by Sarah Turner

Maybe it was the girl who made me tell Gary I’d had enough. He could tell I was certain. He seemed relieved. I noticed how the muscles round his eyes relaxed when I told him, and thought for the first time that neither of us would have started this without the other. We’d been daring each other on all summer. The houses, really, were no different from the dive bombs we did from the bridge into the river. I’d watch him jump, his arms round his shins, and see him disappear deep beneath the water with an excitement that twisted into dread, knowing I’d have to do it next.

The first time we did a house, I didn’t really think about why. We never had money, and that was part of it. It didn’t seem fair that my sisters couldn’t have the things they needed, and I liked being able to help. But the main reason was Gary. He was doing it, so I did it too. We were 15 and tall, with our new deep voices and that overgrown hair that was fashionable at the time, but we were still skinny enough to fit through most of the gaps we found. There was a back alley between Gary’s building and the big houses and we used to hang out there, or in his bedroom, until we saw a sign.

It could be someone going out, but often it was just an open window. Breaking glass was noisy. Risky. We tried not to do that, but you’d be surprised how many people in those houses left their windows open on summer afternoons. Back doors, as well, especially if they were just going to a neighbour’s or to the shop.

I’d watched the house where the girl lived for a while, without mentioning it to Gary. She must have been about our age and in the middle of that summer, she used to sit out on her windowsill. Long dark hair. Faded jeans, torn at the knee. She’d stretch her bare feet up against the brick at the end, or out in front of her on the sloping slate roof and pick at the paint on the window-frame, or just stare down at the red roses that grew over their garage roof.

That Saturday, we were sitting on Gary’s bed, talking about school and this girl who worked in the supermarket, who Gary reckoned he had a chance with. Sunlight was flooding in through the window and you could see specks of dust in it, mingling with the smoke from his cigarette. There were clothes on the floor and a musty, damp smell that made me not want to breathe in too deeply.

Gary’s brother came in just as we were laughing about something. They shared a room, so it was his, too, except that he’d usually be at his job this time on a Saturday.

‘Have you got it yet?’ he asked. Gary flinched and I wondered why. Ash fell on the bed. I flicked it to the floor, so it wouldn’t scorch the sheet.

‘Come on,’ Gary said. ‘He’s only just got here.’ His voice sounded weak, less certain than usual.

Dave was older than us. He had the sort of muscles you get from doing weights and he was wearing a vest, so you could see their shape. He pulled Gary back by his T-shirt, so his head snapped back and his eyes bulged fatter, with a desperation in them I’d never seen before. 

‘Just get it, OK?’

After he’d gone, Gary put a hand on his neck. He looked at the floor, and at me, as though he was about to say something, but then his eyes moved off mine; he seemed embarrassed.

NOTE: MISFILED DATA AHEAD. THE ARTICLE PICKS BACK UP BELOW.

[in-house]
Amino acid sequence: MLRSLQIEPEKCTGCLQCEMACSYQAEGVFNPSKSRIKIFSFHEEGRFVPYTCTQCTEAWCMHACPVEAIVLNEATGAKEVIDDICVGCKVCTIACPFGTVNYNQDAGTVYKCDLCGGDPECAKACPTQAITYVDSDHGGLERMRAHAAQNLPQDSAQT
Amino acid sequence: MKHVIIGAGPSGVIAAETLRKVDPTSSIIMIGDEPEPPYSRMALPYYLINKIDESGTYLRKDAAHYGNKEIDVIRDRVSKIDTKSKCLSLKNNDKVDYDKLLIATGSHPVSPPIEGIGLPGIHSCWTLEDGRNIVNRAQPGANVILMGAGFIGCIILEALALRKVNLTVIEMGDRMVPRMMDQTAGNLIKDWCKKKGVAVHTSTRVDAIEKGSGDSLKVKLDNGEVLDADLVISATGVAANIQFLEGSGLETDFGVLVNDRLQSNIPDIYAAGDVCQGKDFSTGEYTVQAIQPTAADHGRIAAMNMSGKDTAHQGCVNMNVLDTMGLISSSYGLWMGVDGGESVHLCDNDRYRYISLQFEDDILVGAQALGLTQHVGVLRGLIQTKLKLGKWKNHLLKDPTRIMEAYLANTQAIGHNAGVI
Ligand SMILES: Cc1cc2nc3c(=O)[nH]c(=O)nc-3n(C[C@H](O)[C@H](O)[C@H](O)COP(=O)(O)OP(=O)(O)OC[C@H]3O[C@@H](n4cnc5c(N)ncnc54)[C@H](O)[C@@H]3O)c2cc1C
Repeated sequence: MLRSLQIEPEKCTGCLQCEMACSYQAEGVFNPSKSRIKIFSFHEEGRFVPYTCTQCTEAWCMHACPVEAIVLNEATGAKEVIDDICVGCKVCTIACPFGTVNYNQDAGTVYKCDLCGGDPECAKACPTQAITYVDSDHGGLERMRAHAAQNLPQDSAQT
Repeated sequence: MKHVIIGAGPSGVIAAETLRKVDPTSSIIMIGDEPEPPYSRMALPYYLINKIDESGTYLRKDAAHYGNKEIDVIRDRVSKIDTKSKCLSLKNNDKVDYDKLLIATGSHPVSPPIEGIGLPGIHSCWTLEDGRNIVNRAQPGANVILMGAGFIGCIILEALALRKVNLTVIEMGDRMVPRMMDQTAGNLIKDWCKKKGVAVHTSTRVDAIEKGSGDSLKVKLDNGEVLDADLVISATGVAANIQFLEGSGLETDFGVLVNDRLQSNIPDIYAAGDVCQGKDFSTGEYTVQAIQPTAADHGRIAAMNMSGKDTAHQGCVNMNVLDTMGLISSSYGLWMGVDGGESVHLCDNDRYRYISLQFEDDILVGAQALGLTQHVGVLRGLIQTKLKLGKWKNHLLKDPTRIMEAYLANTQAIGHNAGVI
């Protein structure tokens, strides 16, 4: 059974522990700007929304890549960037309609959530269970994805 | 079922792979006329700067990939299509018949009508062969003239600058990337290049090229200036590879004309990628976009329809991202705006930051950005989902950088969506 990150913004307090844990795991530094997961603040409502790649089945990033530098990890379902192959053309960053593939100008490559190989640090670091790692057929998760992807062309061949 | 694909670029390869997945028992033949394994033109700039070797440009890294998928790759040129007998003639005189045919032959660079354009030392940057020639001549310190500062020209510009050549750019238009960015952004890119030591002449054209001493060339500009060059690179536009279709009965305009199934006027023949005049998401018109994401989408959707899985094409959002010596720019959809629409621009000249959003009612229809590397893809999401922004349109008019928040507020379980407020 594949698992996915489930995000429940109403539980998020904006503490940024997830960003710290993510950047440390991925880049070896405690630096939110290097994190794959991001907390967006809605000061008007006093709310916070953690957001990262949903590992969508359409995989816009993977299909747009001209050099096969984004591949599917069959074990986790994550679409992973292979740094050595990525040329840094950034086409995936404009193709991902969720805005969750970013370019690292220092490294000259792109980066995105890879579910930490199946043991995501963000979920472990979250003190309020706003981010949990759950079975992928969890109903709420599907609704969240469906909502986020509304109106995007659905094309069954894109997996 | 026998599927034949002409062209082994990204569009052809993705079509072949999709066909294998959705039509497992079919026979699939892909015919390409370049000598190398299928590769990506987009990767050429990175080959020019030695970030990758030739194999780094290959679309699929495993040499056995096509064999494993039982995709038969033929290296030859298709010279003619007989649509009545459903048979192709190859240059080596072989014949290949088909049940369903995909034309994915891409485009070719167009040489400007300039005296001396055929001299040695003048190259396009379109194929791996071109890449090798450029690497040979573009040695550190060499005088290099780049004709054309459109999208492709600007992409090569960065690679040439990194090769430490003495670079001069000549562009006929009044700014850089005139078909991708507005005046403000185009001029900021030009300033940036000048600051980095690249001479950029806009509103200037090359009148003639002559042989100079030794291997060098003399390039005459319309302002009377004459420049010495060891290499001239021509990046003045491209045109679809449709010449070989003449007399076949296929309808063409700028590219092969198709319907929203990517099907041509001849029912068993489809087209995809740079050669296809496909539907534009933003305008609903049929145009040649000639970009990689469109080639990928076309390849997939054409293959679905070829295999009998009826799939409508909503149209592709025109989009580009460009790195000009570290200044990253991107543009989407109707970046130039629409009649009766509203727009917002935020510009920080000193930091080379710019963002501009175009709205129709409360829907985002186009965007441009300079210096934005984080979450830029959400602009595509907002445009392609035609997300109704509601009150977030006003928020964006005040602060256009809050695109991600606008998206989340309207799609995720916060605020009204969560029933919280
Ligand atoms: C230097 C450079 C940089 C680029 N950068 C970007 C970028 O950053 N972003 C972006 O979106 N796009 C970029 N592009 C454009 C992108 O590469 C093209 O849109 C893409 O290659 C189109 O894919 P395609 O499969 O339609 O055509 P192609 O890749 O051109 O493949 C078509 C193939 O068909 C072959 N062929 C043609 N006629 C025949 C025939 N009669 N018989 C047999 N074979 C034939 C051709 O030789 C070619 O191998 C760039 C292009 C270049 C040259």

‘What was that?’

‘Don’t ask me.’

I looked at him until he sighed.

‘He needs money. OK?’


‘He knows we’ve done a few houses. Wants us to get it for him.’

‘How’s he know that?’

He shook his head and I started to talk. I wanted to say that I didn’t want to, that I’d had enough, but the way Gary was looking at me made me stop.

We scanned the backs of the houses and we both saw straight away that there was a window open. It was in her house. I’d been worried it would be. I’d had that sort of sick feeling in my chest from the moment we started looking. 

‘Not that one,’ I said. ‘They’re in. You can tell.’

‘No they’re not. The lights aren’t on.’ He was looking at me oddly. ‘Let’s just try.’

I thought of walking out of his room and down the stairs, but we’d been through a lot together.

‘This is the last time,’ I said. ‘I’m sick of it.’

He nodded, and that was when I saw his face relax.

There was a gap in front of the girl’s house that day. It had rained, but the road was lighter where the car had been. From the end of the path, the front room looked empty. Gary nudged me.

‘Come on,’ he muttered. ‘Looks like they’ve only just gone out.’

I followed Gary round the back street to the alley. There was a muddy path behind the garden walls, all overgrown, with big purple flowers on thick green stems reaching up to our waists. On the other side of their garage, where you were hidden by the building and the neighbour’s hedge, there was only a little fence. We were over in seconds.

Nothing was moving and that one open window just drew us to it. I suppose they’d forgotten it, or assumed it was too small or high for anyone to get through, but we were in there fast. From the kitchen counter, we jumped down to the cracked lino tiles. They had this old radio that wasn’t even worth looking at.

‘Not much in here,’ I said.

‘Might as well look. We’re in here now.’

It was odd, being in the girl’s house. There were wooden floors and books everywhere—huge cases of them—and a piano piled high with music. Red candles in brass holders. I imagined her sitting there, playing, but I knew I’d never see that. It was just a fantasy, part of a life I knew I couldn’t have.